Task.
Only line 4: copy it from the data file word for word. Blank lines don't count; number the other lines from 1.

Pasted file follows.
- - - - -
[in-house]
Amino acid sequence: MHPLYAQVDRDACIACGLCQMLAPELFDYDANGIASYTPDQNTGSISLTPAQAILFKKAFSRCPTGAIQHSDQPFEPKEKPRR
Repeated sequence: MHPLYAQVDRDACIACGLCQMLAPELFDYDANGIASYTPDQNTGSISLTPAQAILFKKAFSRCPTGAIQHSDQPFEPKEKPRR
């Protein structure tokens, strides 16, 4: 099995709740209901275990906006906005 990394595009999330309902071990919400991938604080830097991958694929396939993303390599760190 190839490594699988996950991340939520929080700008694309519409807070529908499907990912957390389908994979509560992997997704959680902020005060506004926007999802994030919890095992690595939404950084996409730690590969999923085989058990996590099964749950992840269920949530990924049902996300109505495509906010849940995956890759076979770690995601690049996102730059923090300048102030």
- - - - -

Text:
């Protein structure tokens, strides 16, 4: 099995709740209901275990906006906005 990394595009999330309902071990919400991938604080830097991958694929396939993303390599760190 190839490594699988996950991340939520929080700008694309519409807070529908499907990912957390389908994979509560992997997704959680902020005060506004926007999802994030919890095992690595939404950084996409730690590969999923085989058990996590099964749950992840269920949530990924049902996300109505495509906010849940995956890759076979770690995601690049996102730059923090300048102030």